You’ll never be the “best” friend.

A few months ago I wrote a post on how I was a terrible friend. She must be exaggerating, you’re probably thinking to yourself. Surely she’s not terrible. And I suppose you’d be right. I’m not a bad person; at least I try not to be. I hope I never intentionally hurt anyone with my words and actions. I’m rather careful, hyper aware of my place in any situation and moment. Which has led me to be guarded. I rarely open up and keep most of my feelings and thoughts to myself. I’m extremely private; most myself when I’m alone.

Which does not, surprise surprise, lend itself to creating and maintaining friendships. It’s one of my greatest struggles, something that I am truly embarrassed about. Because really, how hard is it to make a friend? My eight year old sister can walk into a clothing store and become besties with some random kid who loves American Girl and the color pink and Disney movies in about five minutes. And that’s a worst case scenario.
Me? I can sit next to the same person in class for an entire semester or order coffee from the same barista every time I go into the coffee shop without knowing a thing about them beyond their name. Because I do surface well. The vagueness, the safety of generalities. I’m comfortable there. I can’t mess that up. There’s no expectation or responsibility.

I can do acquaintances. But I’m horrid at being a best friend.

Because that’s what all friendships should aspire to, right? That amazing level of knowing absolutely everything about a person. Likes, dislikes, favorite color and food, what they wore two weeks ago on that one date that went badly, what their five year plan is, how to best cheer them up. I’m the worst at giving pep talks. No joke. I can commiserate, but if I try to make you feel better, the opposite will probably happen. On an exponential scale.

So often in the midst of a friendship, I feel inadequate. I’m not bringing enough to the relationship. I’m getting more out of this than they are, I think to myself. And I hate that. Insecurity in friendship makes it more of a chore than fun. And friendship should only ever bring immense joy to your life. It should make you laugh, smile, and breathe easier, because there are people in your life who get you, who chose you, who love you in spite or rather because of your neuroses and idiosyncrasies.

Friendship should never be a contest of who is the better friend. It should be an absolute pleasure. A meeting of minds. A recognition of souls. Like coming home.

Over the last few months, I’ve realized that I’ve spent an unfortunate number of years doing friendship wrong. Because as I’ve tried to be so many things for my darling friends, I’ve really been trying to be a perfect friend, the best of all the friends, the better friend. It was rather selfish, because the moment I realized I could never be good enough, I walked away. It was hurtful and childish, and I am more sorry than I can say.

No one needs a perfect friend. That sort of person would probably be a nightmare to be with anyway, always doing everything right without mistakes. Sounds insufferable if you ask me. I’d rather surround myself with people who are a bit off, a bit dark, and a bit weird. I’d rather be with people who can love me for what I am instead of pointing out what I’m not. I want to be friends with people who let me be completely myself and are completely themselves in every moment.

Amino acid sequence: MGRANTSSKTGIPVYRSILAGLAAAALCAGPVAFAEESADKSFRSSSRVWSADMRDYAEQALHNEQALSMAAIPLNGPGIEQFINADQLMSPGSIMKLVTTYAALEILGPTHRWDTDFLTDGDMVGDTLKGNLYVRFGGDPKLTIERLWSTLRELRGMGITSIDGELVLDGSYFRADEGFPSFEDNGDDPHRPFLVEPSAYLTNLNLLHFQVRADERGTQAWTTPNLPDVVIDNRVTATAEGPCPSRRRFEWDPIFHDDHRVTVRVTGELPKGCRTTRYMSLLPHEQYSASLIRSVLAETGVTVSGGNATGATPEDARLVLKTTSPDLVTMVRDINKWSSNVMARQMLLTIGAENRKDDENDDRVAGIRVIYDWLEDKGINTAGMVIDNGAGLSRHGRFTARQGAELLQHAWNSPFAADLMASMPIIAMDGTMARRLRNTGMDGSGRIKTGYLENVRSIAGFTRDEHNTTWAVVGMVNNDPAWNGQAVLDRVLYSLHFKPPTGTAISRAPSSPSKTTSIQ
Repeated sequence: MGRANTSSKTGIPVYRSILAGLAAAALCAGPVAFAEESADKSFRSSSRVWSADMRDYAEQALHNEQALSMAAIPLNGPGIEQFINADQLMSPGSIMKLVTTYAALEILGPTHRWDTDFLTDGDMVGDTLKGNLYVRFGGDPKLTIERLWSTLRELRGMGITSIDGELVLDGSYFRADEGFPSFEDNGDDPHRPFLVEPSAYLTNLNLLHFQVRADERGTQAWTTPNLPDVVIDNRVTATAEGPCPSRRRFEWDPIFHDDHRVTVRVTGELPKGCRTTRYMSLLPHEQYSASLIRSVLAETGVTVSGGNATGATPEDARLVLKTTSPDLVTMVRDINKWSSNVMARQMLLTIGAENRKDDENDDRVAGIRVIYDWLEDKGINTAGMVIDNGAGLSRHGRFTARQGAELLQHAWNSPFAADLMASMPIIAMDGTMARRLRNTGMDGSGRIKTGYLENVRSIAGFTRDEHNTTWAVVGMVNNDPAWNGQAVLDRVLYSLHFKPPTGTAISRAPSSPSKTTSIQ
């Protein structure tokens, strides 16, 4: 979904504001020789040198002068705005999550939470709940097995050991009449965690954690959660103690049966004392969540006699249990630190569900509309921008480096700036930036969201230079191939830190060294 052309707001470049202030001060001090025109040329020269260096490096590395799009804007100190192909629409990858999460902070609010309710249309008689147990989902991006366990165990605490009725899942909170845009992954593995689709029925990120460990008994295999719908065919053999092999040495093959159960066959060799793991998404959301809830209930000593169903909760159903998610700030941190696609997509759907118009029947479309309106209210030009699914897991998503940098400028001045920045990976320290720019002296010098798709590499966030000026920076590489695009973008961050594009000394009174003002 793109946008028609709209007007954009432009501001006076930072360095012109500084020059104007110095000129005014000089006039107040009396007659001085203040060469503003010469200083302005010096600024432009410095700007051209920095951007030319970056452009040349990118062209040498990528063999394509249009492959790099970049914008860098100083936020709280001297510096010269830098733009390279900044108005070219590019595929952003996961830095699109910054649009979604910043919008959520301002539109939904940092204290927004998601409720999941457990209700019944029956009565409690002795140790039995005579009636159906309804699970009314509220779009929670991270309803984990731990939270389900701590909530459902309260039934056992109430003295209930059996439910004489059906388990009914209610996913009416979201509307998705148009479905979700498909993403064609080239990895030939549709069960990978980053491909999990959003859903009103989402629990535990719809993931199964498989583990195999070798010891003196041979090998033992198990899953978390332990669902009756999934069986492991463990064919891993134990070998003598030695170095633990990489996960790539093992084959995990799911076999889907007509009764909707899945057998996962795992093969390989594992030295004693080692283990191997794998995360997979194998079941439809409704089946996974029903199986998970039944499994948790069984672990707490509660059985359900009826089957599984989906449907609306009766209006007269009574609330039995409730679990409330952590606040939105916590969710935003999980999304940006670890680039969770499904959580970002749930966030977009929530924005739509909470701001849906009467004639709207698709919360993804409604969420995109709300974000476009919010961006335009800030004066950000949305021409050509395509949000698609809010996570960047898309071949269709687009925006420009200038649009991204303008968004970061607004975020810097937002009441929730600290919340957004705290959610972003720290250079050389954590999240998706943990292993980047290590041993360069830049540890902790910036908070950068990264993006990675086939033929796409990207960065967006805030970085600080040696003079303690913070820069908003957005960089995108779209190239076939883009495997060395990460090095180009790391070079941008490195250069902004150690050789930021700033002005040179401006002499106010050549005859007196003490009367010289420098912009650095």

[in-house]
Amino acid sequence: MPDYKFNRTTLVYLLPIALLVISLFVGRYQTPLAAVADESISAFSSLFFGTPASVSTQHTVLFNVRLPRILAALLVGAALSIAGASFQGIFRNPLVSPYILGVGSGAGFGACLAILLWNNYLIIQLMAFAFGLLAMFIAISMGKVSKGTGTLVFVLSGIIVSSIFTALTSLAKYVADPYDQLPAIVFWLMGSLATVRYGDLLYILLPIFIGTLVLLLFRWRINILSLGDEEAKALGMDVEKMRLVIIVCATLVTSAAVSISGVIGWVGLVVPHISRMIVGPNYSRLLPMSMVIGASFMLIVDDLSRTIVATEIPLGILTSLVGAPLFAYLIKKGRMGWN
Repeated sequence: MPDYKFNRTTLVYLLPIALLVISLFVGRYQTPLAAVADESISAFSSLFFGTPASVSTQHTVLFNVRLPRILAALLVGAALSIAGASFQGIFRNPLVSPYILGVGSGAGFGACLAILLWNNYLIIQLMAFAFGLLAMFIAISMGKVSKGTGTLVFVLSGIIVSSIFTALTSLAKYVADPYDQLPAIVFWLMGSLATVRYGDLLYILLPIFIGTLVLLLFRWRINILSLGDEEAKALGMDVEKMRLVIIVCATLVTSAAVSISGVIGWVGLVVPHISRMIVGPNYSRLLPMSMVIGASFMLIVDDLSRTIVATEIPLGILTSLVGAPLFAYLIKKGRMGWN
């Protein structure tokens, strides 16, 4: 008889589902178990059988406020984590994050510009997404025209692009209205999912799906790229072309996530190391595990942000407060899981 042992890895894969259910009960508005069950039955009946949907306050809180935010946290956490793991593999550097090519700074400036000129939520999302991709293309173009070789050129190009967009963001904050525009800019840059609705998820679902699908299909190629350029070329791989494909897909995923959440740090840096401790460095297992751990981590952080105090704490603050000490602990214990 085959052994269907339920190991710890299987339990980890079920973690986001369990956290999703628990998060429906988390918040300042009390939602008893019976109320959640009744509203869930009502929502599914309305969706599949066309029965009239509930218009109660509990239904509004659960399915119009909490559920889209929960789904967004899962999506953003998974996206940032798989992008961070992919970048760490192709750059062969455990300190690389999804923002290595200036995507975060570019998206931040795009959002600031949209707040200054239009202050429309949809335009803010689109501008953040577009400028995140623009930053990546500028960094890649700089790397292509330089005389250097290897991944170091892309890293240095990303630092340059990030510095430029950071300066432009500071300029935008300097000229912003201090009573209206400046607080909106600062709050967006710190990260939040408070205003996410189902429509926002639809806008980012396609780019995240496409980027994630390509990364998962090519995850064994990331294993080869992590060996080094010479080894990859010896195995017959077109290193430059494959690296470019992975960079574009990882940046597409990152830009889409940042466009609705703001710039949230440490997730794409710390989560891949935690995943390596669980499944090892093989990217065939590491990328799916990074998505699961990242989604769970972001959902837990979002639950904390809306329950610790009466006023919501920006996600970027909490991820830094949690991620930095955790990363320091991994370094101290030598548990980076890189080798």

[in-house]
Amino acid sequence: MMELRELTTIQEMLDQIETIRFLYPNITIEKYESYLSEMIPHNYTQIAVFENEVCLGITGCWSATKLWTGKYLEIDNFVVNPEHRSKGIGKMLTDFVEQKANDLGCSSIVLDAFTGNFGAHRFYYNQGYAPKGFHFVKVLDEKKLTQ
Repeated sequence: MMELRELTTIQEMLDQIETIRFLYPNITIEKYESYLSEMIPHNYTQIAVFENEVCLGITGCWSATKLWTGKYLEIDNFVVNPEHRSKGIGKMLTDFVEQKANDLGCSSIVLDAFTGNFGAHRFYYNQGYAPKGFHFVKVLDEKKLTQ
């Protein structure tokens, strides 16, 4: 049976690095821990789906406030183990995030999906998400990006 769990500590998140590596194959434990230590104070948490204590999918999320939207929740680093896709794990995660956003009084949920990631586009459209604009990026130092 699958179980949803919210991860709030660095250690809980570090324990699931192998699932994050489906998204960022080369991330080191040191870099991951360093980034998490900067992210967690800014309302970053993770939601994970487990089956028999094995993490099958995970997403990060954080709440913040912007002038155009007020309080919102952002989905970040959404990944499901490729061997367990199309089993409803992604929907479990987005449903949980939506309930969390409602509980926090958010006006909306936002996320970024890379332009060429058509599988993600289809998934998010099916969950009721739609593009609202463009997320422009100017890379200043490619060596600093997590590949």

Because I can never be the “best” or most perfect friend. I can’t be everything. I’ll never be good at cheering you up, but I will listen to you rant and rave and cry while being properly outraged on your behalf. I’ll never be good at opening up completely, but I will always be honest. I’m bad with fashion advice, but I can appreciate a good hair day. I never talk during movies and I love sitting in comfortable silence, but I’ll probably encourage you to eat that second cupcake or open a second bottle of wine. And I may not understand everything you do or be able to empathize with your past, but I’ll never judge. I will always love and admire you for what you’ve overcome and for the person you’ve made yourself into.

We aren’t perfect people. We have flaws and baggage and things we struggle with on a daily basis. And let’s just be honest and say there will always be things we’re bad at. But friendship should be about surrounding ourselves with people accept us for what we are and urge us to grow all at once. Friendship should be about being with people who forgive us for our faults. Friendship should never leave you feeling unwanted or unworthy.

Maybe we don’t have to try to be all of these great amazing things for our friends.
Maybe we just need to be there, by their side, living life with them.

Maybe they only need us, in the most simple of ways.
Maybe we need only to love them in whatever way we can.

Perhaps we should aspire to be a truly good friend rather than the best.

Thank you for reading! And maybe (definitely) follow me on Twitter. I’m pretty entertaining.

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5 thoughts on “You’ll never be the “best” friend.

  1. I just have to let you know, the short amount of time we’ve been friends, you’ve been this friend to me. And it’s been incredibly helpful, supportive, and just fun! I have someone who I can relate to, even if we’ve never met, or talk all that often, so thank you. You’re great.

  2. Thank you for writing this. I was able to draw similarities to myself from what you were describing. I’ve jumped into the whole bloging thing recently. I must say it has helped me reflect on who I am, learning with and from others, I can think clearer. Keep being you!

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